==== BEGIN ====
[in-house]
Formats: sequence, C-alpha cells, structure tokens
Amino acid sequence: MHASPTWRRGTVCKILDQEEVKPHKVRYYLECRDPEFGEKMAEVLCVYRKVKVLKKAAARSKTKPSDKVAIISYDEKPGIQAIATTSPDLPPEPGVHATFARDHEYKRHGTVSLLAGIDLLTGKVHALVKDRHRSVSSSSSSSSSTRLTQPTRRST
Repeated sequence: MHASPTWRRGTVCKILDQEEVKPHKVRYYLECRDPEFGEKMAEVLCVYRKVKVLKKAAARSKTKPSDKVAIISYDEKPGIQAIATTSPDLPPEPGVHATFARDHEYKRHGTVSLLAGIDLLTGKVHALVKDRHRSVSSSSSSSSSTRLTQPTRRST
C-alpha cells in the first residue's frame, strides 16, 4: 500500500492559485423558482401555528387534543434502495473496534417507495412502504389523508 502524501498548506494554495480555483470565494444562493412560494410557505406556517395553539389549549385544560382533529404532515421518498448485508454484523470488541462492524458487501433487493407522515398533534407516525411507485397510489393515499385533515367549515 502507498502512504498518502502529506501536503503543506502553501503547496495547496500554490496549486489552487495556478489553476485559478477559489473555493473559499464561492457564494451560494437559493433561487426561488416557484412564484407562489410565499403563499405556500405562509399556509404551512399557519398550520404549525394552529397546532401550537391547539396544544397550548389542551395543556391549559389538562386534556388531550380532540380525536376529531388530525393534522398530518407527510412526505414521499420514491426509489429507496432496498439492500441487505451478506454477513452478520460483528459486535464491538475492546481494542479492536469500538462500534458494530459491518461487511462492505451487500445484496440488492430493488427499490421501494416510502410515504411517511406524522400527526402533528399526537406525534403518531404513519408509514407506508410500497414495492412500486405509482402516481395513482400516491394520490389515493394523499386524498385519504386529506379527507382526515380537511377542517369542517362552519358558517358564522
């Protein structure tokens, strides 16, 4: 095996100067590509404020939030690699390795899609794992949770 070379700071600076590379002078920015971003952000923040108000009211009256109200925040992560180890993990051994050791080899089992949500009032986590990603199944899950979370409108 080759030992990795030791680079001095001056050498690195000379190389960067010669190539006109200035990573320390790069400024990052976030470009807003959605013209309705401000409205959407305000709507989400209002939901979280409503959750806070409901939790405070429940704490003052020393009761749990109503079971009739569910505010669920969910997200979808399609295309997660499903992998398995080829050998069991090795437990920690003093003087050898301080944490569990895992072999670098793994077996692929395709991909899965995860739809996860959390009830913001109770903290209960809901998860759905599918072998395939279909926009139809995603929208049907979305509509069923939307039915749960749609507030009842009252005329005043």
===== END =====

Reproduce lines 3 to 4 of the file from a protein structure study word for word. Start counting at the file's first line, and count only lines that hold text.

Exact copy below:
Amino acid sequence: MHASPTWRRGTVCKILDQEEVKPHKVRYYLECRDPEFGEKMAEVLCVYRKVKVLKKAAARSKTKPSDKVAIISYDEKPGIQAIATTSPDLPPEPGVHATFARDHEYKRHGTVSLLAGIDLLTGKVHALVKDRHRSVSSSSSSSSSTRLTQPTRRST
Repeated sequence: MHASPTWRRGTVCKILDQEEVKPHKVRYYLECRDPEFGEKMAEVLCVYRKVKVLKKAAARSKTKPSDKVAIISYDEKPGIQAIATTSPDLPPEPGVHATFARDHEYKRHGTVSLLAGIDLLTGKVHALVKDRHRSVSSSSSSSSSTRLTQPTRRST